Tardive dyskinesia and new antipsychotics

@article{Correll2008TardiveDA,
  title={Tardive dyskinesia and new antipsychotics},
  author={Christoph U. Correll and Eva M Schenk},
  journal={Current Opinion in Psychiatry},
  year={2008},
  volume={21},
  pages={151–156}
}
Purpose of review To provide an update on tardive dyskinesia rates in patients treated with first-generation or second-generation antipsychotics in studies published since the last systematic review in 2004. Recent findings Across 12 trials (n = 28 051, age 39.7 years, 59.7% male, 70.9% white, followed for 463 925 person-years), the annualized tardive dyskinesia incidence was 3.9% for second-generation antipsychotics and 5.5% for first-generation antipsychotics. Stratified by age, annual… 
Tardive Dyskinesia and Tardive Dystonia With Second-Generation Antipsychotics in Non-Elderly Schizophrenic Patients Unexposed to First-Generation Antipsychotics: A Cross-Sectional and Retrospective Study
TLDR
It is indicated that more clinical attention and research efforts are needed regarding SGA-associated tardive movement syndromes, including a larger-scale prevalence assessment, after the first to indicate that a comorbid obsessive-compulsive syndrome might be an associated factor of tardives movement syndrome.
Incidence of Tardive Dyskinesia with Risperidone or Olanzapine in the Elderly: Results from a 2-Year, Prospective Study in Antipsychotic-Naïve Patients
TLDR
The TD rates for geriatric patients treated with risperidone and olanzapine were comparable and substantially lower than previously reported for similar patients in direct observation studies using FGAs.
Tardive dyskinesia from atypical antipsychotic agents in patients with mood disorders in a clinical setting.
Tardive dyskinesia and other movement disorders secondary to aripiprazole
The objective of this report is to draw attention to tardive dyskinesia (TD) caused by aripiprazole, a third generation antipsychotic. TD has been traditionally attributed to typical
Covert Dyskinesia With Aripiprazole
TLDR
Litigation to date suggests that APZ is the atypical antipsychotic most commonly reported with CD, and a possible risk might be APZ's unique mechanism of action and its association with akathisia.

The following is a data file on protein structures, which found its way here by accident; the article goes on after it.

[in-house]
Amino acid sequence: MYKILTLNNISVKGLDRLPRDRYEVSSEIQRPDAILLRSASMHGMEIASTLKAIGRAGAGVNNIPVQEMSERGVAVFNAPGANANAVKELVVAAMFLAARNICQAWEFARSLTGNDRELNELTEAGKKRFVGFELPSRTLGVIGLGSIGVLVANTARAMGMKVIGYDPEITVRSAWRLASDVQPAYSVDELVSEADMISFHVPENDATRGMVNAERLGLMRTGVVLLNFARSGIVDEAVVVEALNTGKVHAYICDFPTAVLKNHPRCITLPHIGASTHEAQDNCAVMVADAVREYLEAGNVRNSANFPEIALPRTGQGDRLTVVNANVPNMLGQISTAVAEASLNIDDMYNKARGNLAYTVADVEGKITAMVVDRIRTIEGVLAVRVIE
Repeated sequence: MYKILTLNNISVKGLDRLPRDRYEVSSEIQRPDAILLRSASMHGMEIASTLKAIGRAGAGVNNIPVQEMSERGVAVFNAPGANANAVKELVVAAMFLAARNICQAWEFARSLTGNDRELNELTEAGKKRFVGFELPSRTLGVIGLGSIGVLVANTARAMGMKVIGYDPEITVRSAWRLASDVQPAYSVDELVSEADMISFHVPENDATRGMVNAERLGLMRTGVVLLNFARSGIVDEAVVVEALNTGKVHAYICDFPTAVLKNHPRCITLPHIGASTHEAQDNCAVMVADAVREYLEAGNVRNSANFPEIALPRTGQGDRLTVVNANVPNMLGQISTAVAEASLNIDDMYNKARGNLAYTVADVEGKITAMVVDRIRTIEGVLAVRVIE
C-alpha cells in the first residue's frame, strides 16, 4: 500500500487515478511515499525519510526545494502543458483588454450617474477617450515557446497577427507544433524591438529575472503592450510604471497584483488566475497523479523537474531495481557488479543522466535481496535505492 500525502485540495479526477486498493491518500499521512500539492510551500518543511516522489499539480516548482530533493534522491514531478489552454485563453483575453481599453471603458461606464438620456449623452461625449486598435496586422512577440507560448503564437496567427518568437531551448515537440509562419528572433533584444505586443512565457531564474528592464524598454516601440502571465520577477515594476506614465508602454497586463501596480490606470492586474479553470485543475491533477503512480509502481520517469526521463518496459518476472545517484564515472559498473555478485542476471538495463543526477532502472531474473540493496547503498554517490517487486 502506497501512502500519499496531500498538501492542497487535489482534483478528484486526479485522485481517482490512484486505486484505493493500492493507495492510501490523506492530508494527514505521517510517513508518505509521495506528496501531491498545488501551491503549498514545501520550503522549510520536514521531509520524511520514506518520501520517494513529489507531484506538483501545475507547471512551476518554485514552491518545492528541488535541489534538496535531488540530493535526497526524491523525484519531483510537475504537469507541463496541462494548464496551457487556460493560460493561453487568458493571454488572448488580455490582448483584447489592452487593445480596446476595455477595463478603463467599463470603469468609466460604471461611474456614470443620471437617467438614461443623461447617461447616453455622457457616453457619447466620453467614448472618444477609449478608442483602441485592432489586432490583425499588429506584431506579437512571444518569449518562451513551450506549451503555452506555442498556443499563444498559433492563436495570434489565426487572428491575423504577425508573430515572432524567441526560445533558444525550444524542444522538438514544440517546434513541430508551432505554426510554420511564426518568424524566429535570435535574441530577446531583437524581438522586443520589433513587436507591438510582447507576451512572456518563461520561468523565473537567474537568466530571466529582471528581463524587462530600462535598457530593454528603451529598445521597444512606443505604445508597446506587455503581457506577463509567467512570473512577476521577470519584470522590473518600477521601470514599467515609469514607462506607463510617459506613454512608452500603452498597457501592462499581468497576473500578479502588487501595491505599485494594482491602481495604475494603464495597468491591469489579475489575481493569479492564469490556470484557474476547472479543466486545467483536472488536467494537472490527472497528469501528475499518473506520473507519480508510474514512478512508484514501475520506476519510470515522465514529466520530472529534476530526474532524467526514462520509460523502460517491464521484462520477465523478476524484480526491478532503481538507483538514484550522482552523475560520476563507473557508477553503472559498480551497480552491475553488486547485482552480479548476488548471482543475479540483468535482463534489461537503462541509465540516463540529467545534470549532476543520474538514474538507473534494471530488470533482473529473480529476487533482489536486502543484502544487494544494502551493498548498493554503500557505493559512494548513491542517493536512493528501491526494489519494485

Prevalence of tardive dyskinesia in chronic male inpatients with schizophrenia on long-term clozapine versus typical antipsychotics
TLDR
There are significant differences in the prevalence and clinical correlates of tardive dyskinesia in schizophrenia treated with clozapine versus typical antipsychotics.
Tardive and spontaneous dyskinesia incidence in the general population
TLDR
Diabetes, psychoses, and especially schizophrenia are positively associated with SD and TD, with persons with schizophrenia having 4.4 times greater risk of SD than those without the disease.
Pharmacotherapy for the treatment of tardive dyskinesia in schizophrenia patients
TLDR
This review will discuss the evidence for a number of medications of several different classes that have been studied for the treatment of TD since the 1970s with an emphasis on placebo controlled trials when possible and suggest the use of atypical versus conventional antipsychotics whenever possible.
[Tardive dyskinesia in patients with schizophrenia treated with olanzapine - results from a 20-month, prospective, open study under naturalistic conditions].
TLDR
The study demonstrated high prevalence of tardive dyskinesia, and the annual incidence comparable to the results of a meta-analysis by Corell et al., and the use of antipsychotics in polytherapy more than tripled the risk of tARDive dysKinesia.
Tardive Dyskinesia: Treatment Update
Tardive dyskinesia (TD) is caused by exposure to medications with dopamine antagonism, mainly antipsychotics. It often distresses individuals, physically and emotionally and affects their quality of
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